Employee Development: Through the Lens of Matisse’s Cut-Outs
Every time I view an art exhibit I go through with dual perspectives—the first an appreciation for the form, function and technique of the artist within a historical context. The second, to see what metaphors and analogies I can draw from the form, function, and technique to my personal and professional lives.
Late in his life, Henri Matisse’s health declined, and he found himself sanctioned to a chair or bed for the majority of his day. Instead of giving up on creativity, he found a new outlet, what he called “drawing with scissors” that enabled him to transcend his physical limitations and resulted in a new art form that is now on a glorious display at the Museum of Modern Art in New York City.
What’s interesting about this art is the technique of overlay, non-waste, and maneuverability—a fantastic metaphor for employee development.
Overlay—Matisse took considerable time deeming any aspect of a cut-out complete. Since each piece cut was done from free-form, no two were alike. When he wasn’t completely satisfied with the performance from a piece, he would add subtle changes by pinning tiny cuts of paper to make the form just right. He didn’t discard the imperfect piece.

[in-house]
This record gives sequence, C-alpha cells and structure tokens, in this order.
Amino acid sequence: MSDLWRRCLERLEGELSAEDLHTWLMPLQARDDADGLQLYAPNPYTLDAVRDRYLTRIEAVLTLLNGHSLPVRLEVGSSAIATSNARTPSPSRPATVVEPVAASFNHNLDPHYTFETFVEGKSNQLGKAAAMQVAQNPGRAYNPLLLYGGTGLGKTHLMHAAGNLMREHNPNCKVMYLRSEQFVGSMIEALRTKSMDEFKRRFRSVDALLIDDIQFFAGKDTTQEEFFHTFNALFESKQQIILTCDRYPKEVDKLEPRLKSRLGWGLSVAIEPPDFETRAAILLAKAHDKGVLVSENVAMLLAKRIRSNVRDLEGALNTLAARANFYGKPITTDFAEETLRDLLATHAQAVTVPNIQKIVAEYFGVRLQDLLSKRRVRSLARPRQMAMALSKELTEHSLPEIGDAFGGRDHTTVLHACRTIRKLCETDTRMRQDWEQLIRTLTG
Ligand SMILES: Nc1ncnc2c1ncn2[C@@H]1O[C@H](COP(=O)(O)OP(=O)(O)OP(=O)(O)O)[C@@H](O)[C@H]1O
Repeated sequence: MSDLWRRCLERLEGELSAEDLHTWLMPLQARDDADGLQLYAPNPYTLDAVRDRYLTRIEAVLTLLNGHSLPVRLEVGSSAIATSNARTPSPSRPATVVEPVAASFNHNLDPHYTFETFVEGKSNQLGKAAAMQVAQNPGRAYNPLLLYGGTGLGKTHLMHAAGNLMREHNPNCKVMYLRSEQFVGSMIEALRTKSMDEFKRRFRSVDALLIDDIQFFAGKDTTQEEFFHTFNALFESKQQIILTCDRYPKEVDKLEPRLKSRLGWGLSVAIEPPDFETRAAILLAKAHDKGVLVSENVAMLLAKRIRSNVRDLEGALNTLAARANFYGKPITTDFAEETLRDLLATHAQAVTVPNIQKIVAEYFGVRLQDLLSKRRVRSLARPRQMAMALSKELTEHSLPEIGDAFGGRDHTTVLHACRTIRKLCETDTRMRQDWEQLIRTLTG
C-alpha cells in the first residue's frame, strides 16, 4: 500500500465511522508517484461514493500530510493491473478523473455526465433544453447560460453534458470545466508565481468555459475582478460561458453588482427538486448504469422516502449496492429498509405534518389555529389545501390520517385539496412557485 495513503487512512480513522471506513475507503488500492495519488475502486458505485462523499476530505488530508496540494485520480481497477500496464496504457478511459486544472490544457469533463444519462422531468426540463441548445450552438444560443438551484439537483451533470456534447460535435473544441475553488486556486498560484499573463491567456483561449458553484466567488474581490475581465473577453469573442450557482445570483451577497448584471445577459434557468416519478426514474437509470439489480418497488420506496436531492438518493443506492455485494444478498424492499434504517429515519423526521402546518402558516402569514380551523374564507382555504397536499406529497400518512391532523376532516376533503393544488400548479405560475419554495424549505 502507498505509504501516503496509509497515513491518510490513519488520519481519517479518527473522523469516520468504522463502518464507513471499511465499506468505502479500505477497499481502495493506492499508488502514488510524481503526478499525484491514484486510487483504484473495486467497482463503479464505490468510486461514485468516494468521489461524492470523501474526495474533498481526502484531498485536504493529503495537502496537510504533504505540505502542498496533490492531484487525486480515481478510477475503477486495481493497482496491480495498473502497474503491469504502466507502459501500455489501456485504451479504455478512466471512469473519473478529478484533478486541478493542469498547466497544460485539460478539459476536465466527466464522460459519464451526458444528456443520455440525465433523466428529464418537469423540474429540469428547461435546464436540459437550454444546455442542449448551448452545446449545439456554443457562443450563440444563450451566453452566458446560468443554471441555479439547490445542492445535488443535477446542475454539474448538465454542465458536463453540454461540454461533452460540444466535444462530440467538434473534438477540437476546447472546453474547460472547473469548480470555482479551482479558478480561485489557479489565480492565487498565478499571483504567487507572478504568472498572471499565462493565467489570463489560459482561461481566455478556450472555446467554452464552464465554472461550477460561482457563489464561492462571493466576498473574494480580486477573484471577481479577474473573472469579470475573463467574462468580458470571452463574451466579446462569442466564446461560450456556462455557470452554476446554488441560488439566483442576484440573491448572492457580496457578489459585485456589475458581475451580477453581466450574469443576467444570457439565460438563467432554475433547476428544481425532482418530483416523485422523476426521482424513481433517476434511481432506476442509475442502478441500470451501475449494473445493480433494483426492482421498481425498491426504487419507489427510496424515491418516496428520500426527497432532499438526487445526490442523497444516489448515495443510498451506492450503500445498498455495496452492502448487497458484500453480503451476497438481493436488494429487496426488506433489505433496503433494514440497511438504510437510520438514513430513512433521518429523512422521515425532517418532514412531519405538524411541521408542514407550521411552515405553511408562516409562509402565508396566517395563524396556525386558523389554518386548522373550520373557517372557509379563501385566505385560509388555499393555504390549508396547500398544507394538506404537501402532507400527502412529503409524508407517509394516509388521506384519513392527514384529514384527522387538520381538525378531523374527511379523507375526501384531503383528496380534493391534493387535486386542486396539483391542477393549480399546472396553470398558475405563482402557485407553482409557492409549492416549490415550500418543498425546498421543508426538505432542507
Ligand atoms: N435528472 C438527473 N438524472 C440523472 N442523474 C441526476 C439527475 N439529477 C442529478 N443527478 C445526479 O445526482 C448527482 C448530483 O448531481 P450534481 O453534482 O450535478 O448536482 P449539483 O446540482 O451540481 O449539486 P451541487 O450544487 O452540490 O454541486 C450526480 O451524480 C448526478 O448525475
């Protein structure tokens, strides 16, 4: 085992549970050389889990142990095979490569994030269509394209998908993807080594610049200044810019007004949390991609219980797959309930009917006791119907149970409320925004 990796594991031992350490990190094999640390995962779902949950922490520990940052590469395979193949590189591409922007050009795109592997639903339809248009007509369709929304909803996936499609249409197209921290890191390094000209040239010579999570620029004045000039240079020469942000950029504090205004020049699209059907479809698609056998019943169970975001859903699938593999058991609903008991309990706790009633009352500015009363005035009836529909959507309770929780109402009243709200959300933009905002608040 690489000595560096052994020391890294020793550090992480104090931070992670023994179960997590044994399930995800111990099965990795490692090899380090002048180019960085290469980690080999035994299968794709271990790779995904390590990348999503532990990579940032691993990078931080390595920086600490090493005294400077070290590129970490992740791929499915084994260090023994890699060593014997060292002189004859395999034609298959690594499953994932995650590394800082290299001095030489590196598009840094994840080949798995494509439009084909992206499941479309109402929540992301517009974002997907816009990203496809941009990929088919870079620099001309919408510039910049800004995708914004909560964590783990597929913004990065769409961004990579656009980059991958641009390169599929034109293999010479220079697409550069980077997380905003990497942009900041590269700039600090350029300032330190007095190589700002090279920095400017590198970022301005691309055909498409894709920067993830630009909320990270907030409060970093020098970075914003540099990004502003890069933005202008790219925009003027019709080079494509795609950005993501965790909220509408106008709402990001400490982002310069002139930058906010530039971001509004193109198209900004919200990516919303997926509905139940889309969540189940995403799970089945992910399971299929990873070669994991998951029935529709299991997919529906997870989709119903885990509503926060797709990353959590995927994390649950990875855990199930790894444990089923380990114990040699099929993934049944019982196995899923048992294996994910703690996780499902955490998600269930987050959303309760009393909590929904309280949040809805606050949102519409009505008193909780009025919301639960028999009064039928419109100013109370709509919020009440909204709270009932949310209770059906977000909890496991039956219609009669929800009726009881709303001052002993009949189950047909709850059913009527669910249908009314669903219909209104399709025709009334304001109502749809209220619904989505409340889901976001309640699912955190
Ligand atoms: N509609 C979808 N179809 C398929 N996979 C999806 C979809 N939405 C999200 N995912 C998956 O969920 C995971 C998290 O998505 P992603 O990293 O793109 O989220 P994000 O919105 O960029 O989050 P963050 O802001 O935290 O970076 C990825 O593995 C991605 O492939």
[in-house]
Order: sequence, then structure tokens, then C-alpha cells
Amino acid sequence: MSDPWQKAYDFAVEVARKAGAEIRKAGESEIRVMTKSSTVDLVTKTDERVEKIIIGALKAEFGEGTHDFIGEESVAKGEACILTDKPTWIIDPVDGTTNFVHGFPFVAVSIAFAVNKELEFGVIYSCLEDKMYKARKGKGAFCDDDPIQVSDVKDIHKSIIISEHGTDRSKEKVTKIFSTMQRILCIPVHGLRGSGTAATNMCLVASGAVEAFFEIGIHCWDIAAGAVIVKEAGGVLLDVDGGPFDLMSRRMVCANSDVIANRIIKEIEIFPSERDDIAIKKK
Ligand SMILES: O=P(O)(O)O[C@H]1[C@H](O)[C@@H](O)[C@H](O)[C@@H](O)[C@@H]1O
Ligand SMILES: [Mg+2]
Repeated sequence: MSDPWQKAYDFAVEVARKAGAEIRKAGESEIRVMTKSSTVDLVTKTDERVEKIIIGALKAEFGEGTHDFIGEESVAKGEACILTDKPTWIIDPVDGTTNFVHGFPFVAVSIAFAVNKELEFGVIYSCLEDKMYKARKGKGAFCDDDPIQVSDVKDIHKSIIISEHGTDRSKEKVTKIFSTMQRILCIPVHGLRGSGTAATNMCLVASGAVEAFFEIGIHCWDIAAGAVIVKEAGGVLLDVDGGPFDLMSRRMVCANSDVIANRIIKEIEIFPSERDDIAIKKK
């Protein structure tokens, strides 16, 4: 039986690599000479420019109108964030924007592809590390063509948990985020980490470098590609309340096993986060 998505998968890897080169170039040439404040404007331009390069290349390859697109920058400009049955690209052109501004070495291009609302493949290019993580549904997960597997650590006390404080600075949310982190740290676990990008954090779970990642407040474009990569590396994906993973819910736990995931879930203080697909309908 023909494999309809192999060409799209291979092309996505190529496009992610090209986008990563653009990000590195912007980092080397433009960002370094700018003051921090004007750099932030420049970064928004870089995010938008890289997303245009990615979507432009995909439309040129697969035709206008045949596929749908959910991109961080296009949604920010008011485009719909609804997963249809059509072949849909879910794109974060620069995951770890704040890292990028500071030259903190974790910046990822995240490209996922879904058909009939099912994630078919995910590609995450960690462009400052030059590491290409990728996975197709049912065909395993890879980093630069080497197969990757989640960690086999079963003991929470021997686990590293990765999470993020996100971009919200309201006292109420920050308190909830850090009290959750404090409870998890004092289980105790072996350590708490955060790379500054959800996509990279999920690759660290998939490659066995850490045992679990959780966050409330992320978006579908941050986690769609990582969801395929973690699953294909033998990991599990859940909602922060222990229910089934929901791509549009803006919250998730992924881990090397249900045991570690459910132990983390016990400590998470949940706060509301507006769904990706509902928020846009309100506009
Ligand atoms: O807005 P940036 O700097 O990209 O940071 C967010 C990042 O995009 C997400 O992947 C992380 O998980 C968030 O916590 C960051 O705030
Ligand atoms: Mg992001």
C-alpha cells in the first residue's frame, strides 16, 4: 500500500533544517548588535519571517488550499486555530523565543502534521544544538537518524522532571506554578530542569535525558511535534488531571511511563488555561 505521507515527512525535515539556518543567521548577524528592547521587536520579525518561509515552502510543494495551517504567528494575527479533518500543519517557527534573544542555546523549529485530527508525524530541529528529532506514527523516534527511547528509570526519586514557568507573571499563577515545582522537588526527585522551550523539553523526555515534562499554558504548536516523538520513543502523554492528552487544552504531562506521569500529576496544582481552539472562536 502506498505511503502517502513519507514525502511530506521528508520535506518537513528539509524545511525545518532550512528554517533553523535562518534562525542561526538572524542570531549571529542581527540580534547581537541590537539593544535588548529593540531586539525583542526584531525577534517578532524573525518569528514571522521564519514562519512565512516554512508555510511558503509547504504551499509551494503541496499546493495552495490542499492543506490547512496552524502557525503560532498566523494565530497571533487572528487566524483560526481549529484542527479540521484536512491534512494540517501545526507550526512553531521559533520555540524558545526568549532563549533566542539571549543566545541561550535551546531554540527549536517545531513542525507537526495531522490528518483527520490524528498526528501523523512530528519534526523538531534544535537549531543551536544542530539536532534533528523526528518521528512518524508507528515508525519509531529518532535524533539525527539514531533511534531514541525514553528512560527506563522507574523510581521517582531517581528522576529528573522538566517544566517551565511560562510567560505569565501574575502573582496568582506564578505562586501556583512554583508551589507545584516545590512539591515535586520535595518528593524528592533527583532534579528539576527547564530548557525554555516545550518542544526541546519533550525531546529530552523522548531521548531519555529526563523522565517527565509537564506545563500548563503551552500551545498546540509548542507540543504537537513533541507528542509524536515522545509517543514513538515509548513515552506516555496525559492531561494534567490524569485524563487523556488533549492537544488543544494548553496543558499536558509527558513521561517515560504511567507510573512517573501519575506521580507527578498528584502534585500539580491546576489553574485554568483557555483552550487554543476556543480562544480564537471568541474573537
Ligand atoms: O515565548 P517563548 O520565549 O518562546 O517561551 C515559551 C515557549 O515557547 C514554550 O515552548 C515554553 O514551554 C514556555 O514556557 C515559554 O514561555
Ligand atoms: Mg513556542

In corporations we often subjugate the imperfect—when all that is needed is a subtle shift or minor addition. We look at the short-term picture instead of the long-term masterpiece. Investing in correcting imperfections with minor additions instead of removing them all together and starting from scratch is a long-term strategy with unlimited potential.
Non-waste—Matisse used both the positive and the negative space with his cut-outs. When a piece of paper fell to the ground after the original form was cut, he evaluated the leftover and found a way to organically work it into his composition—or into future compositions.
With employee development, we often see only the final goal—the final product—without giving appreciation to the steps that were taken to reach that end state. The efforts that your employees exert to deliver the final result need to be recognized. Who knows—the steps that were taken along the way could result in a product of their own.
Maneuverability—Matisse used his walls as a living canvas. He would direct cut-outs to be pinned in one location, only to move them around multiple times after until he found just the right fit. Often, the right move of one piece would lead to the creation of an entire new work, or the placement of a piece into a new landscape.
With employees, finding the right fit is important. To be immovable is detrimental to organizational progress. A good leader will know how to figure out where to best place each employee, realizing that the initial intention—perhaps the initial job someone was hired for—may not be the right fit.
Inject overlay, non-waste, and maneuverability techniques into your employee development approach and see what masterpieces develop.This entry was posted in Business Foundations, Communication, Employee Development, Feedback, Leadership, Productivity. Bookmark the permalink.